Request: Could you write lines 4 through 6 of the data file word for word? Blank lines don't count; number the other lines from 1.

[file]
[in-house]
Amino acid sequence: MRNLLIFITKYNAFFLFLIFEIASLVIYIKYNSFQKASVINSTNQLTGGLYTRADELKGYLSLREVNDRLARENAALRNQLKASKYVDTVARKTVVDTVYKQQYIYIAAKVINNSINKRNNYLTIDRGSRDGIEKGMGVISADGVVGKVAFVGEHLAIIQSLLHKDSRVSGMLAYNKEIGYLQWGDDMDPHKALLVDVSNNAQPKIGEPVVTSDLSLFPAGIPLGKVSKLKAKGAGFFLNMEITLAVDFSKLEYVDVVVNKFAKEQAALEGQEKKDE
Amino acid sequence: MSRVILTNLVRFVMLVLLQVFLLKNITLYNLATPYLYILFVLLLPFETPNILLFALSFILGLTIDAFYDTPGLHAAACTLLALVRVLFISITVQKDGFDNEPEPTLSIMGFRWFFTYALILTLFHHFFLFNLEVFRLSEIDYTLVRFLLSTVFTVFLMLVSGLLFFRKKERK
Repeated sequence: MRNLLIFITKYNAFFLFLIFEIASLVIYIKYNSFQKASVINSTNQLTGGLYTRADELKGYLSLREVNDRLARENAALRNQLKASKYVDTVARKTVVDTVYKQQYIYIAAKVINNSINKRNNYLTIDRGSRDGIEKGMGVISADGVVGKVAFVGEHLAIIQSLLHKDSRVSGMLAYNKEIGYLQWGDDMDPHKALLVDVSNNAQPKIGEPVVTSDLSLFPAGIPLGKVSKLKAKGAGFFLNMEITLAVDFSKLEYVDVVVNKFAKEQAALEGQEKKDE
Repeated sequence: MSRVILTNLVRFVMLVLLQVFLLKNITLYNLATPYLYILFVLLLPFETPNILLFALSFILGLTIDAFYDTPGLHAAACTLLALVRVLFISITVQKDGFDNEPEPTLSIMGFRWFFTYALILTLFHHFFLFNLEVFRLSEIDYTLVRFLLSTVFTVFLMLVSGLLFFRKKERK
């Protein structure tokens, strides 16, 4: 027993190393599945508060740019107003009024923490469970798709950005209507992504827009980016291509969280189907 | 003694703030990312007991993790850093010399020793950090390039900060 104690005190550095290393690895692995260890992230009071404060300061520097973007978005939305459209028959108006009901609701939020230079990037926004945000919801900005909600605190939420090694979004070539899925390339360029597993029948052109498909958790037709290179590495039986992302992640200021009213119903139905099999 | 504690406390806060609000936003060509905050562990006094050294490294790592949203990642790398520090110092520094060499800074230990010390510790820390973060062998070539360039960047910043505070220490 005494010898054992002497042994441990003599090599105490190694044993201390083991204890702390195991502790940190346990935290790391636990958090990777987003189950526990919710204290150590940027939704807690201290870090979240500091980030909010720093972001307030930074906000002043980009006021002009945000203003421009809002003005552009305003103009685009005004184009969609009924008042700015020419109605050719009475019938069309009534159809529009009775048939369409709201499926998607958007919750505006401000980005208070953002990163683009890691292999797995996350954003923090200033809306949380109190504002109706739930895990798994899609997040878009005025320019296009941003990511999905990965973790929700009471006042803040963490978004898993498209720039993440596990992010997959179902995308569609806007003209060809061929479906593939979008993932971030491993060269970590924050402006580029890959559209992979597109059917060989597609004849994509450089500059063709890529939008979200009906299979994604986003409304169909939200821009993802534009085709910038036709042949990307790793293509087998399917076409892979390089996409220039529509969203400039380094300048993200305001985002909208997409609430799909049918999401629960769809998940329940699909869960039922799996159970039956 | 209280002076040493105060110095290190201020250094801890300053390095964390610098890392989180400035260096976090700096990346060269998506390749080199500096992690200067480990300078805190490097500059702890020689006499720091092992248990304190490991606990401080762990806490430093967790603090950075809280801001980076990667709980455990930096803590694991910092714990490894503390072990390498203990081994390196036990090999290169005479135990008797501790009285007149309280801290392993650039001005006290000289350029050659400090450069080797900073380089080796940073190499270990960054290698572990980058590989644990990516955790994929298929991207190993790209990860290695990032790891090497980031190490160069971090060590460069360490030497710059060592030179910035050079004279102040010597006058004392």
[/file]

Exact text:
Repeated sequence: MRNLLIFITKYNAFFLFLIFEIASLVIYIKYNSFQKASVINSTNQLTGGLYTRADELKGYLSLREVNDRLARENAALRNQLKASKYVDTVARKTVVDTVYKQQYIYIAAKVINNSINKRNNYLTIDRGSRDGIEKGMGVISADGVVGKVAFVGEHLAIIQSLLHKDSRVSGMLAYNKEIGYLQWGDDMDPHKALLVDVSNNAQPKIGEPVVTSDLSLFPAGIPLGKVSKLKAKGAGFFLNMEITLAVDFSKLEYVDVVVNKFAKEQAALEGQEKKDE
Repeated sequence: MSRVILTNLVRFVMLVLLQVFLLKNITLYNLATPYLYILFVLLLPFETPNILLFALSFILGLTIDAFYDTPGLHAAACTLLALVRVLFISITVQKDGFDNEPEPTLSIMGFRWFFTYALILTLFHHFFLFNLEVFRLSEIDYTLVRFLLSTVFTVFLMLVSGLLFFRKKERK
């Protein structure tokens, strides 16, 4: 027993190393599945508060740019107003009024923490469970798709950005209507992504827009980016291509969280189907 | 003694703030990312007991993790850093010399020793950090390039900060 104690005190550095290393690895692995260890992230009071404060300061520097973007978005939305459209028959108006009901609701939020230079990037926004945000919801900005909600605190939420090694979004070539899925390339360029597993029948052109498909958790037709290179590495039986992302992640200021009213119903139905099999 | 504690406390806060609000936003060509905050562990006094050294490294790592949203990642790398520090110092520094060499800074230990010390510790820390973060062998070539360039960047910043505070220490 005494010898054992002497042994441990003599090599105490190694044993201390083991204890702390195991502790940190346990935290790391636990958090990777987003189950526990919710204290150590940027939704807690201290870090979240500091980030909010720093972001307030930074906000002043980009006021002009945000203003421009809002003005552009305003103009685009005004184009969609009924008042700015020419109605050719009475019938069309009534159809529009009775048939369409709201499926998607958007919750505006401000980005208070953002990163683009890691292999797995996350954003923090200033809306949380109190504002109706739930895990798994899609997040878009005025320019296009941003990511999905990965973790929700009471006042803040963490978004898993498209720039993440596990992010997959179902995308569609806007003209060809061929479906593939979008993932971030491993060269970590924050402006580029890959559209992979597109059917060989597609004849994509450089500059063709890529939008979200009906299979994604986003409304169909939200821009993802534009085709910038036709042949990307790793293509087998399917076409892979390089996409220039529509969203400039380094300048993200305001985002909208997409609430799909049918999401629960769809998940329940699909869960039922799996159970039956 | 209280002076040493105060110095290190201020250094801890300053390095964390610098890392989180400035260096976090700096990346060269998506390749080199500096992690200067480990300078805190490097500059702890020689006499720091092992248990304190490991606990401080762990806490430093967790603090950075809280801001980076990667709980455990930096803590694991910092714990490894503390072990390498203990081994390196036990090999290169005479135990008797501790009285007149309280801290392993650039001005006290000289350029050659400090450069080797900073380089080796940073190499270990960054290698572990980058590989644990990516955790994929298929991207190993790209990860290695990032790891090497980031190490160069971090060590460069360490030497710059060592030179910035050079004279102040010597006058004392």